Friday, December 10, 2010

Christmas ethno study - ideas needed

(A fun video for family and friends courtesy of Jib Jab)

Those people downloading our EthOS app for iPhone - the consumer version - are prompted to fill in a questionaire (sic). Reason for misspelling is that it will come up in searches more easily.

Anyway, this consumer version is free, aimed at respondents and uncomplicated which is why we thought we could use each download as an opportunity to build a panel of our own.

To kick things off and begin engaging with our 'panel' (can I call 12 people a panel?), we have decided to run a Christmas ethnography study. Nothing heavy. Perhaps 4 simple tasks using video, photo, audio and text. One entry for each medium.

Question is: can any of you help me with the tasks? I need ideas. Complete proposals in fact with a seasonal theme. I'll send a new latest generation iPod touch (which works beautifully with our App) along with a promotonal code for the pro version to the individual sending the best tasks/themes to explore using each medium.

Finally, outputs from our min-ethno-study will be showcased on this blog.

Thanks and good luck! Share/Bookmark

Tuesday, November 30, 2010

You have to love some clients

How many of you have experienced something like this before?

Many thanks to Helen Thomas for sending me the link. Share/Bookmark

Saturday, November 27, 2010

I've been replaced by an iPhone App

A funny article I came upon which was posted last April. Went under my Google alerts radar until now. Share/Bookmark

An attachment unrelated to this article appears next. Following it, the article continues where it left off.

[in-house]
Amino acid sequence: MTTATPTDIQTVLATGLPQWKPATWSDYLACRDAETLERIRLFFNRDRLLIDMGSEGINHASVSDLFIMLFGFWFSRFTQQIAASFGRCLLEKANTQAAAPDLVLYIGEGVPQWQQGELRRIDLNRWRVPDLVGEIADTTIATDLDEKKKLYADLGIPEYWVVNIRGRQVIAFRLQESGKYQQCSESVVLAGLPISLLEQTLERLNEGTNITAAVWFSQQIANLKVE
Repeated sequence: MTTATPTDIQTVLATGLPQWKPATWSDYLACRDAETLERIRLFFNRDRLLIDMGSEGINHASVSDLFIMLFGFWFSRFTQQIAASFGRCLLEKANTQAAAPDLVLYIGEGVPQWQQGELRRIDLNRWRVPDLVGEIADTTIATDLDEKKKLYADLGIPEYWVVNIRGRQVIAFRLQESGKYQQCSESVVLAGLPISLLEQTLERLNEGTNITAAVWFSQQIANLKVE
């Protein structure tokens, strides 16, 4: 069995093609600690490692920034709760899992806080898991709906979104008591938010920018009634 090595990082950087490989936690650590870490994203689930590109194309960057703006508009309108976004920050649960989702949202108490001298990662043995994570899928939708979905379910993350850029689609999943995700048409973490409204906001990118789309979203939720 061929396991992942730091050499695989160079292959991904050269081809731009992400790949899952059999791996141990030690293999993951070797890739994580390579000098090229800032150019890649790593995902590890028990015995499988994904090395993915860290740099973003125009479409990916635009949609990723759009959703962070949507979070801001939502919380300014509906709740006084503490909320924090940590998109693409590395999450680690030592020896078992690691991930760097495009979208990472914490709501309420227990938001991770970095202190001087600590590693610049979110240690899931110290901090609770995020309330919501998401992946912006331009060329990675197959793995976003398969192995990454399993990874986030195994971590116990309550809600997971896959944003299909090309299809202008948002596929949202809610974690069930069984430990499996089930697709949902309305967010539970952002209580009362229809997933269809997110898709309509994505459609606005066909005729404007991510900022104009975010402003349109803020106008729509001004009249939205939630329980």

Giving something back

Here is an elegant, simple, engaging and rewarding app to download. It's free and it has inspired the latest piece of functionality to be added to the EthOS app in a few weeks time.

What I love about this app is that it tells you something genuinely new about yourself as an incentive for helping the LSE with a research project exploring... happiness.

I have been using it for a week now and it alerts me to login and answer some basic questions about my mood, mode and emotional state. I can then view a set of graphs and charts which, with each input, create an increasingly reliable picture of where, when and with whom I feel the happiest.

It was a client who first told me about it. And what impressed him, as has impressed me, is how it keeps people engaged for weeks. The reward being the feedback you cannot get any other way.

A long story now cut short; we are adding similar functionality to our EthOS app. Only users will be able to configure it to help understand any state of mind. For example, if you are conducting a snacking study, an interesting range might be, 'very hungry' to 'very full', on a sliding scale. And after a few dozen entries, the user will be able to see the locations, times of day and activities which made them feel hungry.

The challenge is to keep it simple while allowing analysts to view aggregates from hundreds if not thousands of respondents.

Please stay tuned for more on this in the near future.


Thursday, November 18, 2010

Creativity - a quick guide

I find writing to be an amazingly creative process. I can be watching the most tedious clip in the world which has not one event for me to hang my hat up on and deconstruct. As a last resort I'll start writing about it. Writing abut how nothing is happening and what that 'nothing' is. Then something extraordinary always happens. A kind of creative floodgate opens and I keep writing and capturing. Before I know it, I have three paragraphs of thoughts to distill.

Collaborations is also very powerful when it comes to creative output. But not always practical.

Here is a helpful article I found somewhere on how to unlock or unblock your creative juices. A must read.


The RFP's I hate the most are the ones which dictate a methodology and a sample size. With no opportunity to challenge or question. Do you know what I do with such briefs? I delete them.

Qualitative research briefs are completely different from observational/ethnographic research briefs. And when we receive them we have to go through them with fine tooth combs. We then reply explaining that many of their objectives can be answered with simple interview questions or through discussion groups. Why do they want to observe? At this point we either lose a prospect or gain a long term client.